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Mercedes Grower • Director

“Maybe it’s a film for those weird first dates”


- British director Mercedes Grower takes us through the making of her extremely low-budget feature debut, Brakes

Mercedes Grower  • Director

British director Mercedes Grower sat down with us to discuss calling up her comedic actor friends to make her no-budget feature debut, Brakes [+see also:
film review
interview: Mercedes Grower
film profile
, which is currently on release in the United Kingdom.

Cineuropa: Brakes is a true example of guerrilla filmmaking, shot over a long period, and with actors who are friends of yours; how did it come about?
Mercedes Grower: I had been talking for ages with my friends, a lot of whom act in the film, about how it would be good to make something about the end of relationships, because it often happens at really difficult, weird, explosive times in your life. Then, a little while later, or even five minutes later, what caused so much heartache can seem funny.

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The film plays backwards, with the couples getting together after we see them breaking up; why did you do that?
In hindsight, when you trace it all in the back of your mind, it makes you think of the beginnings, and you look at that time in a different way, a more magical way. So I thought it would be a good idea to go backwards and to show that, too.

It’s not really a film you should watch with your girlfriend or boyfriend, is it?
What? I think it is! Is it good to go and see some soppy Hollywood film with your girlfriend or boyfriend? I don’t know. Maybe you’re right. Maybe it’s for those weird first dates. Actually, it’s funny because one review just said it’s a good final-date movie.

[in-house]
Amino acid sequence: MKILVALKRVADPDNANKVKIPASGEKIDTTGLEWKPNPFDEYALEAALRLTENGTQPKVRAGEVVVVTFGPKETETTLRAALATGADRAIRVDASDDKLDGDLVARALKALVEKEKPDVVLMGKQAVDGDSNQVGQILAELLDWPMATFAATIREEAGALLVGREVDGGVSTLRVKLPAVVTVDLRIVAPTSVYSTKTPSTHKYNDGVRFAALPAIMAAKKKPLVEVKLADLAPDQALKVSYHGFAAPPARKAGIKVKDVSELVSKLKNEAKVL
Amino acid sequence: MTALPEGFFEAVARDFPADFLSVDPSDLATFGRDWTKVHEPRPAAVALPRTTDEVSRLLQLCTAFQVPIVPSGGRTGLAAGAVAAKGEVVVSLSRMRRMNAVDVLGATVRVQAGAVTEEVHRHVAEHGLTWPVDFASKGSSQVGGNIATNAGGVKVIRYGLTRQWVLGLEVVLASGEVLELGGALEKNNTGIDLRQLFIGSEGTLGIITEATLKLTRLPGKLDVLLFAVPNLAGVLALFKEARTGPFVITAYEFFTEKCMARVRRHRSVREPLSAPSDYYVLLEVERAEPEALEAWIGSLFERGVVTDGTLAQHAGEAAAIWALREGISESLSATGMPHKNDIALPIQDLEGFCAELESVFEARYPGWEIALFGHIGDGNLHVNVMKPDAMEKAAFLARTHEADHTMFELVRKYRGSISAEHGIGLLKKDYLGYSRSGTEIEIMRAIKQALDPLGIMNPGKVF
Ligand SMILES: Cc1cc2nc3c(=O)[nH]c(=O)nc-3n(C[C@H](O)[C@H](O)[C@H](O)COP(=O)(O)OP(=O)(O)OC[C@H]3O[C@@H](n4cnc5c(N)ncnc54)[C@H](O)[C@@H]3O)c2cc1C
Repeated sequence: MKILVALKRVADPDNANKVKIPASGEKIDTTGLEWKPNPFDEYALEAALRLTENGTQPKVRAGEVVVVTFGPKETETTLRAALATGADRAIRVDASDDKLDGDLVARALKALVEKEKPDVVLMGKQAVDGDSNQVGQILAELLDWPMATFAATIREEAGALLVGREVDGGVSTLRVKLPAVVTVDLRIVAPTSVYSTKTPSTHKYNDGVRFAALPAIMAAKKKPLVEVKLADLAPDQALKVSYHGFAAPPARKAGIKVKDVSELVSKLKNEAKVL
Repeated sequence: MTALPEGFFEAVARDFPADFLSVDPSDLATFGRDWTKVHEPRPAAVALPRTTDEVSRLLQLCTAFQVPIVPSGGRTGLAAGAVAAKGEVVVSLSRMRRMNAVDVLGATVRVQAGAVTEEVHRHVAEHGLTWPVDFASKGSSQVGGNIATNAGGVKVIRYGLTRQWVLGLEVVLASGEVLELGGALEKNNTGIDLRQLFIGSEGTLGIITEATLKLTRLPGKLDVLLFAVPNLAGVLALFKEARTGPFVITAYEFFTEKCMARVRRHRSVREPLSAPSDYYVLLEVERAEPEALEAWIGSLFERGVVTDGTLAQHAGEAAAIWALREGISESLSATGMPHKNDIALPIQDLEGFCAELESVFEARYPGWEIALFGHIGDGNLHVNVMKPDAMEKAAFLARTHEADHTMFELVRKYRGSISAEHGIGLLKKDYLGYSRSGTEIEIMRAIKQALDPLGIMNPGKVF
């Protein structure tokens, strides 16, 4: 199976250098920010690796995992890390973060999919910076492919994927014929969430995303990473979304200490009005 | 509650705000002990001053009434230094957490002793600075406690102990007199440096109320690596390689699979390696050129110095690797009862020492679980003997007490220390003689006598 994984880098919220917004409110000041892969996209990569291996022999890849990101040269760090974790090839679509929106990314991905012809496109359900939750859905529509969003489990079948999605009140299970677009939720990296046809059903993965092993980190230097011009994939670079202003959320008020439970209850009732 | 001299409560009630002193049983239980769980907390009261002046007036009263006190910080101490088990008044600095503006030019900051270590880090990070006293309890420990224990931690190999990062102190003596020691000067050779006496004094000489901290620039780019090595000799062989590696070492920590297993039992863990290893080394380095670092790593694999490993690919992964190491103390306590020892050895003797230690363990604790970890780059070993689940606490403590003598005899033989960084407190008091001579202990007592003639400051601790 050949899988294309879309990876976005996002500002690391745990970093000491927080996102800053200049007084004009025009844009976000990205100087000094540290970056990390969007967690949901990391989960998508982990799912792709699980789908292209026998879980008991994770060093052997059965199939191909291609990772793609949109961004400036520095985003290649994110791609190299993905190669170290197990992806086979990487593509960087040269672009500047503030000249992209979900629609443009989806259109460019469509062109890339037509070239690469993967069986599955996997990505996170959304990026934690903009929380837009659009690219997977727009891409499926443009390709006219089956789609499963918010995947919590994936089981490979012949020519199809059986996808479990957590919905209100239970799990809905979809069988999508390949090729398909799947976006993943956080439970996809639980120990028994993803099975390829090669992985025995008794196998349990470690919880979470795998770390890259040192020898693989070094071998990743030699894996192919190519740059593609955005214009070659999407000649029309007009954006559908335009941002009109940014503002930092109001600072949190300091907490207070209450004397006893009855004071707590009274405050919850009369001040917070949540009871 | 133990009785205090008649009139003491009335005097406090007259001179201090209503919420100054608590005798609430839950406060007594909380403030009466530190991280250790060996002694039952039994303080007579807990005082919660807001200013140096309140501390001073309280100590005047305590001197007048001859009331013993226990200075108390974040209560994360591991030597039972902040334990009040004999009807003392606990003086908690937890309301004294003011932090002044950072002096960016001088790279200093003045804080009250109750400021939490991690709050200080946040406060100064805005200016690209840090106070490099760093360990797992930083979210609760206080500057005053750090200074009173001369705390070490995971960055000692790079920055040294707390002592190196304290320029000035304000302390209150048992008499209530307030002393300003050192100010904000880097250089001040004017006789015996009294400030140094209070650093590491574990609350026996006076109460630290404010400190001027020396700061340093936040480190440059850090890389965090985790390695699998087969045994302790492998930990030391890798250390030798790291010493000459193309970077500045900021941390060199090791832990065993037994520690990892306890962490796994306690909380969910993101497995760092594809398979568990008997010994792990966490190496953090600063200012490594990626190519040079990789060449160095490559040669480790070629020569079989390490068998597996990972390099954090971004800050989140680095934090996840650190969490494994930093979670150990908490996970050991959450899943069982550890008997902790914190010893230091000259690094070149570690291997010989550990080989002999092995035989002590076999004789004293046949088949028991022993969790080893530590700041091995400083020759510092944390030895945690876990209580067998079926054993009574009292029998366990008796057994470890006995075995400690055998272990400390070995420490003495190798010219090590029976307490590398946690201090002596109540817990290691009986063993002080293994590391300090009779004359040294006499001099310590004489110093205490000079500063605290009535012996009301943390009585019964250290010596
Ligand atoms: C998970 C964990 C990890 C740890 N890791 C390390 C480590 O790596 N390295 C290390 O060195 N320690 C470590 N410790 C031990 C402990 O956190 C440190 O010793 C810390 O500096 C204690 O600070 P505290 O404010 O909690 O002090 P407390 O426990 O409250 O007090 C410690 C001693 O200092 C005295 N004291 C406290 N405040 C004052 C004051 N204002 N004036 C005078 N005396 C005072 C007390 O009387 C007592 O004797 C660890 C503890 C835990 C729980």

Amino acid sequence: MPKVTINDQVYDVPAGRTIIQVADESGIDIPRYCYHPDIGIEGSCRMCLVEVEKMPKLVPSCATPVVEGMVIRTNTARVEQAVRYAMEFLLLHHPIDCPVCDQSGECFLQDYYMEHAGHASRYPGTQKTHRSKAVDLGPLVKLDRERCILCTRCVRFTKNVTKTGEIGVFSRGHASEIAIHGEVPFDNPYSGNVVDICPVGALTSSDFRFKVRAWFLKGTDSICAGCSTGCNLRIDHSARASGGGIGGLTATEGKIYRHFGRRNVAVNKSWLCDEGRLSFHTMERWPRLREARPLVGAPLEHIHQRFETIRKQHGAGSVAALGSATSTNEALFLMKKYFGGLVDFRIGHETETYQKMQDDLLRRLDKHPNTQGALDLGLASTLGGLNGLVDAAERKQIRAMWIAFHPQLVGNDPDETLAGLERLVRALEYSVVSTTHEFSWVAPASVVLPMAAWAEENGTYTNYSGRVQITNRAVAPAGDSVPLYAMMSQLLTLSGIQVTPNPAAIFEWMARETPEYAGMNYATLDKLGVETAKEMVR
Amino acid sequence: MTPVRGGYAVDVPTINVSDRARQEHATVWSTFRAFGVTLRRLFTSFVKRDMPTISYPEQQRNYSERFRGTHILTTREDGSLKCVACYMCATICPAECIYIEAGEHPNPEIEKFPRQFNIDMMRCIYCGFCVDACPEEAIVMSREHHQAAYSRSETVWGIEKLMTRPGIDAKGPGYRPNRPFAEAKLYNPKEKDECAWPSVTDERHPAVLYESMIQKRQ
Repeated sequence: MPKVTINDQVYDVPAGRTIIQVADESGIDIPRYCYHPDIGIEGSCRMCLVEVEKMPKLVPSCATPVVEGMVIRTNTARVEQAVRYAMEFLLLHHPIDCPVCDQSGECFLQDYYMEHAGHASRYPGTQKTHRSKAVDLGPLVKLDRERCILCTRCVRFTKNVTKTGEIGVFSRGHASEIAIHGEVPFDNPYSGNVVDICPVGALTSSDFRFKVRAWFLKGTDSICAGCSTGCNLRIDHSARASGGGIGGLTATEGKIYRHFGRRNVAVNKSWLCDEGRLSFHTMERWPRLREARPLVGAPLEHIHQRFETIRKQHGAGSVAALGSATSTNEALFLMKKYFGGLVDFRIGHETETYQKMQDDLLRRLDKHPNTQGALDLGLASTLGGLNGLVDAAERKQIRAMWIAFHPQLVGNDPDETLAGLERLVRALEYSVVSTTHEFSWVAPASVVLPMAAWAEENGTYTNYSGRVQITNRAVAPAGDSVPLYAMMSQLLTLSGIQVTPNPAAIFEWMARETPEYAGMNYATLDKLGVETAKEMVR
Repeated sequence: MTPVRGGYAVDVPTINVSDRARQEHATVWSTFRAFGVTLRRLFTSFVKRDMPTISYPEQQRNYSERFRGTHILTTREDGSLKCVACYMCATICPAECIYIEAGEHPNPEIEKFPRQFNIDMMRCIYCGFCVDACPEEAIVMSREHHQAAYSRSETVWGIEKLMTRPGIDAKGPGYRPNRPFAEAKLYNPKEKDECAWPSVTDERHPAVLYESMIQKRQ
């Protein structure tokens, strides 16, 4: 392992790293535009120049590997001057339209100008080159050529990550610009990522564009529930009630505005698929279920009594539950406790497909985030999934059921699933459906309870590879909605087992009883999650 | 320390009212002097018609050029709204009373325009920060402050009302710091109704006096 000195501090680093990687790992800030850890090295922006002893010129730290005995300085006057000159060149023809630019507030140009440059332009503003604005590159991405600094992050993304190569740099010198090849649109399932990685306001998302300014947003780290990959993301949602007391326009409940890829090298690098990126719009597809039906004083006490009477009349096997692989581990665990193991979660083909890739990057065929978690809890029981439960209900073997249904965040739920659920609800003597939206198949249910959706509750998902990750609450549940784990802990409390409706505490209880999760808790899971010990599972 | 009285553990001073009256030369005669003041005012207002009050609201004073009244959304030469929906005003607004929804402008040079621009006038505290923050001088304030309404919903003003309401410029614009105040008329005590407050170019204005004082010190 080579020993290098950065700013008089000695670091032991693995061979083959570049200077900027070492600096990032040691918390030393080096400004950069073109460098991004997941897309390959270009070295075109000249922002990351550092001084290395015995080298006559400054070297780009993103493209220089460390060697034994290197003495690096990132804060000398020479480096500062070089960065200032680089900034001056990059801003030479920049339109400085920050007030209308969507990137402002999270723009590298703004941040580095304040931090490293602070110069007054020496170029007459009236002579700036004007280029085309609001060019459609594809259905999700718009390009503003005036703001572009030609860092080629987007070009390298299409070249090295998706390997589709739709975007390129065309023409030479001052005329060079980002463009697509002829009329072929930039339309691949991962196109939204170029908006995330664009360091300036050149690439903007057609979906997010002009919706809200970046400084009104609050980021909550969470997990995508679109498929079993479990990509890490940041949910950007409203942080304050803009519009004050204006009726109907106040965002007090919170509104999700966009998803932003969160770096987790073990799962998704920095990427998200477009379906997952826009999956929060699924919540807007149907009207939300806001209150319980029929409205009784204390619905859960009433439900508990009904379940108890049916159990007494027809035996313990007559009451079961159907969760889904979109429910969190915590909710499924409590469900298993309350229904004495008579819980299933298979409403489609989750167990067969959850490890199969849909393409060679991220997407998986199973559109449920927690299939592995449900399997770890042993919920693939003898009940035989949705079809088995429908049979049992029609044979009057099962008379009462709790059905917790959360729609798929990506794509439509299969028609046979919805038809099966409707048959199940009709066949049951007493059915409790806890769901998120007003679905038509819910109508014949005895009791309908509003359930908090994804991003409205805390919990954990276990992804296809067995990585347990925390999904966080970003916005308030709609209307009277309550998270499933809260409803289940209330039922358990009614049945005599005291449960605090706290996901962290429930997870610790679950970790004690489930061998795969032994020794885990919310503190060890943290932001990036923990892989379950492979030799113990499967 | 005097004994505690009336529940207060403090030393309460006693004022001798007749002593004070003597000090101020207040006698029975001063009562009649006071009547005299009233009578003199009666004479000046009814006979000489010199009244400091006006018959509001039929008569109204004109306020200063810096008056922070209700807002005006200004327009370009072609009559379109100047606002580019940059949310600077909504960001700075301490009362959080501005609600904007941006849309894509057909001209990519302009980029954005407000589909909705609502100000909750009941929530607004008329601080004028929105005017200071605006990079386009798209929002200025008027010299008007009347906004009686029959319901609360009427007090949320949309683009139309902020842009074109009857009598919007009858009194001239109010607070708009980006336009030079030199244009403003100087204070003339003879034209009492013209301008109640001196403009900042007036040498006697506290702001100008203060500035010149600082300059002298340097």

A lot of the film is improvised; was there also a script?
It wasn’t like I sat down and wrote a script. I’m quite dyslexic really, so I wrote it more as a story. After I had written the story of each couple, I would get the actors together and ask them what they thought about the outline of the story, and the three of us would discuss it. I don’t want to go into it too much, but I gave the actors the backgrounds on what had happened between their characters in the relationship so that they knew what was going on. So I did know what would happen in each scene, but when we were improvising on set, other things happened.

The film cuts between different shots; did you have several cameras shooting at the same time?
We had three cameras going, which meant we could stop and start, and look back at what we were filming and decide if something was working or not, and try different things. Many times, one camera would be still on a wide shot, and I had a camera on each actor so they didn’t cross the line, and you could pick and choose – that meant you could keep going. I was deliberately using MiniDV at the beginning because I’m insane and I wanted it to look retro and rough – a bit like how rough and mad it is when you break up with someone.

How did you finance the film?
There was no finance at all – everyone did it for free. It helped that we were only shooting for a day or two here and there at a time. Halfway through, I tried to get money, and even with the cast that I had, I couldn’t get funding. Then producer Judy Counihan came on board and got me into an edit suite. We edited it together, and we managed to get it into the Edinburgh International Film Festival. After that, the British Film Institute awarded us some lottery money, which was literally the £60,000 it cost to make the film, and that meant it could go into post-production and be finished properly.

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